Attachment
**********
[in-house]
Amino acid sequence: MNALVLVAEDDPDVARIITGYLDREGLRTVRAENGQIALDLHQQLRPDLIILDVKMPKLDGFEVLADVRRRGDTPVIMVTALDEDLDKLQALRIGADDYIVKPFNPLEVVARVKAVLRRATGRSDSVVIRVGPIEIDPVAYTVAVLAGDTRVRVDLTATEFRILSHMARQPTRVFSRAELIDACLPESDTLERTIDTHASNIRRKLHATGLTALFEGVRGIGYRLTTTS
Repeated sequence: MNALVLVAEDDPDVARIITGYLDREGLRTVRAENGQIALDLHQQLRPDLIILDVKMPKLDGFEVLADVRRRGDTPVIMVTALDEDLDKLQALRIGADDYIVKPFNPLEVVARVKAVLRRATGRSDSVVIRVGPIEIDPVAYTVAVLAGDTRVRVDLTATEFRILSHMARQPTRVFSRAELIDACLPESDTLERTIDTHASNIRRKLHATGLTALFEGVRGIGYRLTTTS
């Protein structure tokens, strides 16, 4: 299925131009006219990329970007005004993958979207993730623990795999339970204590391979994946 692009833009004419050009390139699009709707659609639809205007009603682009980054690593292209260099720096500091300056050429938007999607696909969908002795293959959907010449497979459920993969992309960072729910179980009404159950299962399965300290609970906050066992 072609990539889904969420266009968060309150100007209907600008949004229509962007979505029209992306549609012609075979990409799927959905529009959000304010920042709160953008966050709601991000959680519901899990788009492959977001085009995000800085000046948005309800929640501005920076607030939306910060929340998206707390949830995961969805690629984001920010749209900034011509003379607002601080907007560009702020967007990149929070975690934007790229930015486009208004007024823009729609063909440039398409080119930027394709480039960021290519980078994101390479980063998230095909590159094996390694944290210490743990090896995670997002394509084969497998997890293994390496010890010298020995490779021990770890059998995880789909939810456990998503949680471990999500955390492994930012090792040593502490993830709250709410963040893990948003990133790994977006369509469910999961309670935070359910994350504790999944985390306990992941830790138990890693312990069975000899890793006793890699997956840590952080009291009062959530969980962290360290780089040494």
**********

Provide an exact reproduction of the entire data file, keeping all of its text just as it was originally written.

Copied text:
[in-house]
Amino acid sequence: MNALVLVAEDDPDVARIITGYLDREGLRTVRAENGQIALDLHQQLRPDLIILDVKMPKLDGFEVLADVRRRGDTPVIMVTALDEDLDKLQALRIGADDYIVKPFNPLEVVARVKAVLRRATGRSDSVVIRVGPIEIDPVAYTVAVLAGDTRVRVDLTATEFRILSHMARQPTRVFSRAELIDACLPESDTLERTIDTHASNIRRKLHATGLTALFEGVRGIGYRLTTTS
Repeated sequence: MNALVLVAEDDPDVARIITGYLDREGLRTVRAENGQIALDLHQQLRPDLIILDVKMPKLDGFEVLADVRRRGDTPVIMVTALDEDLDKLQALRIGADDYIVKPFNPLEVVARVKAVLRRATGRSDSVVIRVGPIEIDPVAYTVAVLAGDTRVRVDLTATEFRILSHMARQPTRVFSRAELIDACLPESDTLERTIDTHASNIRRKLHATGLTALFEGVRGIGYRLTTTS
């Protein structure tokens, strides 16, 4: 299925131009006219990329970007005004993958979207993730623990795999339970204590391979994946 692009833009004419050009390139699009709707659609639809205007009603682009980054690593292209260099720096500091300056050429938007999607696909969908002795293959959907010449497979459920993969992309960072729910179980009404159950299962399965300290609970906050066992 072609990539889904969420266009968060309150100007209907600008949004229509962007979505029209992306549609012609075979990409799927959905529009959000304010920042709160953008966050709601991000959680519901899990788009492959977001085009995000800085000046948005309800929640501005920076607030939306910060929340998206707390949830995961969805690629984001920010749209900034011509003379607002601080907007560009702020967007990149929070975690934007790229930015486009208004007024823009729609063909440039398409080119930027394709480039960021290519980078994101390479980063998230095909590159094996390694944290210490743990090896995670997002394509084969497998997890293994390496010890010298020995490779021990770890059998995880789909939810456990998503949680471990999500955390492994930012090792040593502490993830709250709410963040893990948003990133790994977006369509469910999961309670935070359910994350504790999944985390306990992941830790138990890693312990069975000899890793006793890699997956840590952080009291009062959530969980962290360290780089040494």